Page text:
I don’t live in Baltimore. I will not be a juror on any of the cases relating to Freddie Gray’s death from injuries he sustained while in police custody. I’m not going to predict the verdicts in those cases, or speculate as to what those verdicts should be. Those accused of crimes are entitled to fair trials, presumption of innocence, and a burden on the prosecutor to prove the charges beyond reasonable doubt.
That said, the handling of this case, and of most alleged crimes in which police officers are suspects, demonstrates some severe inequities that tend to explain why we see people protesting police violence on the streets.
If you and I go out and abduct someone off the street, hog-tie him, throw him in a vehicle, then drop him off severely injured at a hospital, we’re not going to walk free for a week between then and his death. After he dies, we’re not going get ten days off with pay while a prosecutor conducts a leisurely investigation. We’re not going to make bail without seeing the inside of a holding cell (if we’re allowed bail at all).
We’re going to go directly to jail, without passing Go. We’re going to be immediately charged with kidnapping and assault, and a few days later we’re going to be charged with murder. We’re going to cool our heels in jail for a couple of days before our arraignments and bail hearings.
Freddie Gray was arrested on April 12. He died on April 19. It wasn’t until April 21 that the six officers involved in his abduction and death were suspended (with pay). They were not charged with a crime until May 1. Then they were booked and immediately released on bail.
The difference between you and I and those six cops is that they’re government employees with shiny badges. That’s it. That’s all.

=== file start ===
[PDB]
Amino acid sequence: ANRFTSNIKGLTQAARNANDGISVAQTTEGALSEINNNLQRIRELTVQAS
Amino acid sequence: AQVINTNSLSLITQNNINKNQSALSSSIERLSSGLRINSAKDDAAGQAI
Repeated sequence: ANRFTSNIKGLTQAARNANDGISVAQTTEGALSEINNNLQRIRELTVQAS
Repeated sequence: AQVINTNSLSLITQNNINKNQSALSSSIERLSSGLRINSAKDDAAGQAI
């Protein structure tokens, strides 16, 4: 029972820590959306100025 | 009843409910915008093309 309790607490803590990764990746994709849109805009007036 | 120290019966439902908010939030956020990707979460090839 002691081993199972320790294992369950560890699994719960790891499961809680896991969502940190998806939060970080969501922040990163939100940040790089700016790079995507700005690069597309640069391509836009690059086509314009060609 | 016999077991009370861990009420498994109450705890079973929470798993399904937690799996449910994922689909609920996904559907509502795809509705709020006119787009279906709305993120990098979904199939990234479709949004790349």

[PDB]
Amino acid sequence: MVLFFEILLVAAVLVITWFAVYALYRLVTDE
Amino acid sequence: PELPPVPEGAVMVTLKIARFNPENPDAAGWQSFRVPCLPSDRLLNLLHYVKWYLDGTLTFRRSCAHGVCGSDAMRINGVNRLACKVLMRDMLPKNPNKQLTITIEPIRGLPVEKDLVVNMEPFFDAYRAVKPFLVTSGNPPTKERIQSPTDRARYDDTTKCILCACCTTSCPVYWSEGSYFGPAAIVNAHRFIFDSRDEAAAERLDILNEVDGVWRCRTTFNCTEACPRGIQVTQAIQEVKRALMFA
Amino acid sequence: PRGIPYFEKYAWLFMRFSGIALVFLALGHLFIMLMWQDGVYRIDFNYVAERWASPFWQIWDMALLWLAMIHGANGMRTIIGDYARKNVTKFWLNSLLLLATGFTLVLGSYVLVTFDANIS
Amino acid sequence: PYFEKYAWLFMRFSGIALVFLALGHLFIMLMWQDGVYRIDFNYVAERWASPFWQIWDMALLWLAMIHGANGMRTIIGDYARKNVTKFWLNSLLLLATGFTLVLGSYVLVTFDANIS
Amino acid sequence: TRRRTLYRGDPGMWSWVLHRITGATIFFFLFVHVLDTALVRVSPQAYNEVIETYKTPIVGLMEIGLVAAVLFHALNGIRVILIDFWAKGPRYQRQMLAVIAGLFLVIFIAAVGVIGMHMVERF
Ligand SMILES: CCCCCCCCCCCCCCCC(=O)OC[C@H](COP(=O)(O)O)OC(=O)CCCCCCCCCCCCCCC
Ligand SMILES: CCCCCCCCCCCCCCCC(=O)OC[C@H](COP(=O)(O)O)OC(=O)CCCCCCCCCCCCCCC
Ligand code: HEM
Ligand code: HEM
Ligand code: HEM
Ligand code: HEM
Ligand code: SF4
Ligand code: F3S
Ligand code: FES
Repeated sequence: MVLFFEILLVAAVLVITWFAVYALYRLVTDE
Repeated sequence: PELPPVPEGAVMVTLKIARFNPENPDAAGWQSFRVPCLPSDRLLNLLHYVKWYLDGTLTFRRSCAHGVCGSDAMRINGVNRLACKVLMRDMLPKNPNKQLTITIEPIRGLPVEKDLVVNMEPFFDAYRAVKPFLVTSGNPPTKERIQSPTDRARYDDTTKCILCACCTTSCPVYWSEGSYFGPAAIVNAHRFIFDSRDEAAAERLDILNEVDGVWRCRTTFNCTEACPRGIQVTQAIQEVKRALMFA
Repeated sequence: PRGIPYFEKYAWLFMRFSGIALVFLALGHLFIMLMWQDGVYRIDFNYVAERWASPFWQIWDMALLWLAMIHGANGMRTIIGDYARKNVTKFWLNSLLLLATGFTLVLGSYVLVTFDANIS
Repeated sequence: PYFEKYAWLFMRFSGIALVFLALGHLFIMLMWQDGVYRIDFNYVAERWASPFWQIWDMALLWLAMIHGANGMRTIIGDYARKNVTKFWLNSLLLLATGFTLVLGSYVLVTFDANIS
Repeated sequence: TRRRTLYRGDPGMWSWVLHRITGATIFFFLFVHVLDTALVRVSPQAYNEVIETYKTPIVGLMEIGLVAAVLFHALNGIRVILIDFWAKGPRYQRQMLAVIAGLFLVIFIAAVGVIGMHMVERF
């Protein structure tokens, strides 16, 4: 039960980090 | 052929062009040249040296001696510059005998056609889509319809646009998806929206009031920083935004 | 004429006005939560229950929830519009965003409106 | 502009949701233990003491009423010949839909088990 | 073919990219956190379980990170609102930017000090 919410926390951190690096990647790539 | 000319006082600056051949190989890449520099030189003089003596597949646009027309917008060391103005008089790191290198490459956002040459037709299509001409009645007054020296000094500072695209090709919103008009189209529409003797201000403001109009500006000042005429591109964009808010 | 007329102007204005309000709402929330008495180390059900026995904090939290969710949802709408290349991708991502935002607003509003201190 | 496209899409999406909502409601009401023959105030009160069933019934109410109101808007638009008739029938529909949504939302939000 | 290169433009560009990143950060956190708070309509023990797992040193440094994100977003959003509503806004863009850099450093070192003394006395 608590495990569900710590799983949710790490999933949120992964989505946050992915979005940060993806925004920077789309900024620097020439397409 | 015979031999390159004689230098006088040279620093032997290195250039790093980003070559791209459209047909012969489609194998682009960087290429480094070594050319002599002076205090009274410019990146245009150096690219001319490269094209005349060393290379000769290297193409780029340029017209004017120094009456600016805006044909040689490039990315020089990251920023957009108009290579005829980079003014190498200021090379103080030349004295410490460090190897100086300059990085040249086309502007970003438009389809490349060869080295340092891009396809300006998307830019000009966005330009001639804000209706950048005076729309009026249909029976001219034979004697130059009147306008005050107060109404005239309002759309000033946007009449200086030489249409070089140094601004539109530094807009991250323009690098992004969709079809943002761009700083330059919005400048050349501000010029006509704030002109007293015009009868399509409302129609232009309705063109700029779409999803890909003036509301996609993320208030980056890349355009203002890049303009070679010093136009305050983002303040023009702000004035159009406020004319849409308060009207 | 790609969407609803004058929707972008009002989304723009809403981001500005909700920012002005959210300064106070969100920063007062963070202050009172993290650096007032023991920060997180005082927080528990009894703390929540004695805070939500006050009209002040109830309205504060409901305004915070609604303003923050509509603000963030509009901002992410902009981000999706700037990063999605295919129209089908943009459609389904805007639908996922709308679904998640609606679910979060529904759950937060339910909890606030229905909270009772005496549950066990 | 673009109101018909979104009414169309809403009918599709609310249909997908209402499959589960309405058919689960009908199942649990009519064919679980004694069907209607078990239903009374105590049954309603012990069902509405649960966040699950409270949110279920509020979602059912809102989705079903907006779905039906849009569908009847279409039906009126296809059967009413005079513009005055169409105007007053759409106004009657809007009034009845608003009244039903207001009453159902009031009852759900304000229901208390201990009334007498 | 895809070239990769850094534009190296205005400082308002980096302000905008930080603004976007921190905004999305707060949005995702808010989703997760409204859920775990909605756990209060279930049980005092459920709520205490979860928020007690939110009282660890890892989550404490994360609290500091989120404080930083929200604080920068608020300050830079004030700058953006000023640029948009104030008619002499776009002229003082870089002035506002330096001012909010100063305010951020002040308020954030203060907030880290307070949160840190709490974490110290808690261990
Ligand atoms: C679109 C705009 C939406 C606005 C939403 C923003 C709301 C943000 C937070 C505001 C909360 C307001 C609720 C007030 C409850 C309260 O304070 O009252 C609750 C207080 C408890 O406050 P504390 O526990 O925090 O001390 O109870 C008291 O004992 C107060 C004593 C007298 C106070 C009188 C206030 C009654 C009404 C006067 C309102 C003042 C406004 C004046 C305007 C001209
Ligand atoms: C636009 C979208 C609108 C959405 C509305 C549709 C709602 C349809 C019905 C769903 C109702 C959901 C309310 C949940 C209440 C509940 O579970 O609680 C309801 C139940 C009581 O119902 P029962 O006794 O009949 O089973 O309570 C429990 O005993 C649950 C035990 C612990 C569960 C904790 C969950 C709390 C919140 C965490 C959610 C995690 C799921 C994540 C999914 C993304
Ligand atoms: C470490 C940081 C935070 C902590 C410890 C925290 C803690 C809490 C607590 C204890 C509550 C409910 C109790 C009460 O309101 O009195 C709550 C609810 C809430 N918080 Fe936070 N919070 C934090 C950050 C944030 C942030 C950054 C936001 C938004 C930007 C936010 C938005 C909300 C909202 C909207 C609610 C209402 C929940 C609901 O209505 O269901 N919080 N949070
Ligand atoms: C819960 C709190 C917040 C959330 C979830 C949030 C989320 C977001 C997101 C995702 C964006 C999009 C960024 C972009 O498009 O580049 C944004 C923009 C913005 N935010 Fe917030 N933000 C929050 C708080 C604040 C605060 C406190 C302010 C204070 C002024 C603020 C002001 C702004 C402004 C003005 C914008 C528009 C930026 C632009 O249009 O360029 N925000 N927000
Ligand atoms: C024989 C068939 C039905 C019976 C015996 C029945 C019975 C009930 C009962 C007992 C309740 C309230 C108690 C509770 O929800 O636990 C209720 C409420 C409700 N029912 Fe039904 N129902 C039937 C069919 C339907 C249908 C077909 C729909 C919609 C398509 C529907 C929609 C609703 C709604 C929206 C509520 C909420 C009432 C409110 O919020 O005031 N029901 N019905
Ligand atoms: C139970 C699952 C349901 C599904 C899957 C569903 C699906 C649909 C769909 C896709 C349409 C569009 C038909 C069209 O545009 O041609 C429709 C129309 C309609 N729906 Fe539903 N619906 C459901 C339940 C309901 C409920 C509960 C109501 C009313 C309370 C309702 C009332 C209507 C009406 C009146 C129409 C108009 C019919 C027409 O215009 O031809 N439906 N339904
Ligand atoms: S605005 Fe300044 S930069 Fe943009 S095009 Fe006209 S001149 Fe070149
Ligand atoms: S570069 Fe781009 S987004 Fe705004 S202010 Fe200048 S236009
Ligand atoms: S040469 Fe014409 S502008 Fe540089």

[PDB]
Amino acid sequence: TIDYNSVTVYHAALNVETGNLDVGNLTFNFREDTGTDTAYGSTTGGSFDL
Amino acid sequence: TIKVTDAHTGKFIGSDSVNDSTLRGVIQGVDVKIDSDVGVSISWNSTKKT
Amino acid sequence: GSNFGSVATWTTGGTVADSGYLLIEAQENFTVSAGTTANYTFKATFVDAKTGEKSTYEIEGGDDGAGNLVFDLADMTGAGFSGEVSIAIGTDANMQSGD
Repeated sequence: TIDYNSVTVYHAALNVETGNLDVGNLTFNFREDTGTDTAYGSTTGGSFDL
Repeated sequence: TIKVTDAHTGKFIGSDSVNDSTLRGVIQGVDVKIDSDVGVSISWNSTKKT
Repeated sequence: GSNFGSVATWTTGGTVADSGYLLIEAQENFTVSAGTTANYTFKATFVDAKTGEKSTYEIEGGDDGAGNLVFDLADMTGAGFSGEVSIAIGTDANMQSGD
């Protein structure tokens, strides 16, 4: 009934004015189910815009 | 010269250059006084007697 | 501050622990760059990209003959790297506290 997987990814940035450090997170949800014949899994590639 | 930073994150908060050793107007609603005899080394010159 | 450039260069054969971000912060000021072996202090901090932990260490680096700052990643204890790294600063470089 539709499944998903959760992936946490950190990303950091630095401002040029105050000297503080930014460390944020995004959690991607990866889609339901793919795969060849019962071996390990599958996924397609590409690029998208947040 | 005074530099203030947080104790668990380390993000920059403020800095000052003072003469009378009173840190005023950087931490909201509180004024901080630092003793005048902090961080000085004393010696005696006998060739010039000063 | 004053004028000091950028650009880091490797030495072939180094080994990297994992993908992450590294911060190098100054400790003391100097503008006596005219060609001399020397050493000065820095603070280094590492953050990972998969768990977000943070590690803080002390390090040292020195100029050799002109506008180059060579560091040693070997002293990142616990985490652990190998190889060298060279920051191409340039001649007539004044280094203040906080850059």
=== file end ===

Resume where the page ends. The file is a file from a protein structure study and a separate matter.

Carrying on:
Defenders of the existing system want us believe that, having entrusted those government employees with those shiny badges, we owe them an additional duty of special lenience and extra benefit of doubt in all situations even remotely related to the exercise of their duties.
I say that’s exactly backward. The standards of behavior for cops should be higher, not lower, than for civilians precisely because of the special powers with which they are entrusted.
As soon as it became clear that the officers who arrested Freddie Gray had abused those powers — stopping him without probable cause and arresting him on charges for which they possessed no evidence (the knife he was carrying was legal), they should have been arrested and charged with false imprisonment and armed criminal action. Followed, a few days later, by the charges relating to Gray’s death.
The “police force” as we know it is a young institution, dating back only a couple of centuries and mere decades in its current, abusively powerful form. The jury is still out on whether that institution can be reformed, or whether we’re better off abolishing it.
Thomas L. Knapp is director and senior news analyst at the William Lloyd Garrison Center for Libertarian Advocacy Journalism (thegarrisoncenter.org). He lives and works in north central Florida.
- “Cops should be held to higher standards,” by Thomas L. Knapp, Orangeburg, South Carolina Times and Democrat, 05/12/15
- “Cops should be held to higher, not lower, standards,” by Thomas L. Knapp, Ventura County, California Citizens Journal, 05/8/15
- “Police should be held to higher standard, not lower,” by Thomas L. Knapp, Libby, Montana Western News, 05/08/15
- “Cops should be held to higher, not lower, standards,” by Thomas L. Knapp, Muscatine, Iowa Journal, 05/09/15
- “Cops should be held to higher, not lower, standards,” by Thomas L. Knapp, Sonoran News [Arizona], 05/13/15